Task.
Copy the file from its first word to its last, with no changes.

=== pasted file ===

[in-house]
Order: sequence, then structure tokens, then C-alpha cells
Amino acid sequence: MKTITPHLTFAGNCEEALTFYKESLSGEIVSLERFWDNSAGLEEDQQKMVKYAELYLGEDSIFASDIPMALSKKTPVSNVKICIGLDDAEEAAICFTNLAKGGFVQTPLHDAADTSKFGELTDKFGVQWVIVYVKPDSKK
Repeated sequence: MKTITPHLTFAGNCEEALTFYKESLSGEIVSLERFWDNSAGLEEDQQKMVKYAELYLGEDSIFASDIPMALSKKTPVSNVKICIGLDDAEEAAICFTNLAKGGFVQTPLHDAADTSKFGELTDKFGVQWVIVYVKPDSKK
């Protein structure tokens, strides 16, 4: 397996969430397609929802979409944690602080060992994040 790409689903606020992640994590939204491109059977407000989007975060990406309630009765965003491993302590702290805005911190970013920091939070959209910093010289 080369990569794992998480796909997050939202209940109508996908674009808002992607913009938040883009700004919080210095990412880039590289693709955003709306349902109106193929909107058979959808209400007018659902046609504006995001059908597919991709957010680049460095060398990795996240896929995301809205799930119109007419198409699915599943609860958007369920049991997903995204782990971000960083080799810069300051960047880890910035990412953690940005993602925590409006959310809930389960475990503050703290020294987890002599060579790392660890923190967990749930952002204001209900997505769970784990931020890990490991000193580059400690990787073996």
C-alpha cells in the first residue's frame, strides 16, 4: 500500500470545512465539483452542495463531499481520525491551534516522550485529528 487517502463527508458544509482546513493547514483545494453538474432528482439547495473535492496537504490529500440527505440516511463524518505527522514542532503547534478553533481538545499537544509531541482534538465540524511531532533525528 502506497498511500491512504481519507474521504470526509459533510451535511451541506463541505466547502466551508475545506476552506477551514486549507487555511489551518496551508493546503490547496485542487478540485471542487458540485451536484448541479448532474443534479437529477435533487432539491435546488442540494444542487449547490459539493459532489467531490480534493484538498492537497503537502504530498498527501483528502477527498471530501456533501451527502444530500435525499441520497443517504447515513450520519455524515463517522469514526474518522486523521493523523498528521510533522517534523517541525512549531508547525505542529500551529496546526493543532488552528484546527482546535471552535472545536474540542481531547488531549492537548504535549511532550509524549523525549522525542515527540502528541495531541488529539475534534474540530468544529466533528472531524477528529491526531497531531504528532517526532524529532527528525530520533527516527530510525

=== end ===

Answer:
[in-house]
Order: sequence, then structure tokens, then C-alpha cells
Amino acid sequence: MKTITPHLTFAGNCEEALTFYKESLSGEIVSLERFWDNSAGLEEDQQKMVKYAELYLGEDSIFASDIPMALSKKTPVSNVKICIGLDDAEEAAICFTNLAKGGFVQTPLHDAADTSKFGELTDKFGVQWVIVYVKPDSKK
Repeated sequence: MKTITPHLTFAGNCEEALTFYKESLSGEIVSLERFWDNSAGLEEDQQKMVKYAELYLGEDSIFASDIPMALSKKTPVSNVKICIGLDDAEEAAICFTNLAKGGFVQTPLHDAADTSKFGELTDKFGVQWVIVYVKPDSKK
């Protein structure tokens, strides 16, 4: 397996969430397609929802979409944690602080060992994040 790409689903606020992640994590939204491109059977407000989007975060990406309630009765965003491993302590702290805005911190970013920091939070959209910093010289 080369990569794992998480796909997050939202209940109508996908674009808002992607913009938040883009700004919080210095990412880039590289693709955003709306349902109106193929909107058979959808209400007018659902046609504006995001059908597919991709957010680049460095060398990795996240896929995301809205799930119109007419198409699915599943609860958007369920049991997903995204782990971000960083080799810069300051960047880890910035990412953690940005993602925590409006959310809930389960475990503050703290020294987890002599060579790392660890923190967990749930952002204001209900997505769970784990931020890990490991000193580059400690990787073996």
C-alpha cells in the first residue's frame, strides 16, 4: 500500500470545512465539483452542495463531499481520525491551534516522550485529528 487517502463527508458544509482546513493547514483545494453538474432528482439547495473535492496537504490529500440527505440516511463524518505527522514542532503547534478553533481538545499537544509531541482534538465540524511531532533525528 502506497498511500491512504481519507474521504470526509459533510451535511451541506463541505466547502466551508475545506476552506477551514486549507487555511489551518496551508493546503490547496485542487478540485471542487458540485451536484448541479448532474443534479437529477435533487432539491435546488442540494444542487449547490459539493459532489467531490480534493484538498492537497503537502504530498498527501483528502477527498471530501456533501451527502444530500435525499441520497443517504447515513450520519455524515463517522469514526474518522486523521493523523498528521510533522517534523517541525512549531508547525505542529500551529496546526493543532488552528484546527482546535471552535472545536474540542481531547488531549492537548504535549511532550509524549523525549522525542515527540502528541495531541488529539475534534474540530468544529466533528472531524477528529491526531497531531504528532517526532524529532527528525530520533527516527530510525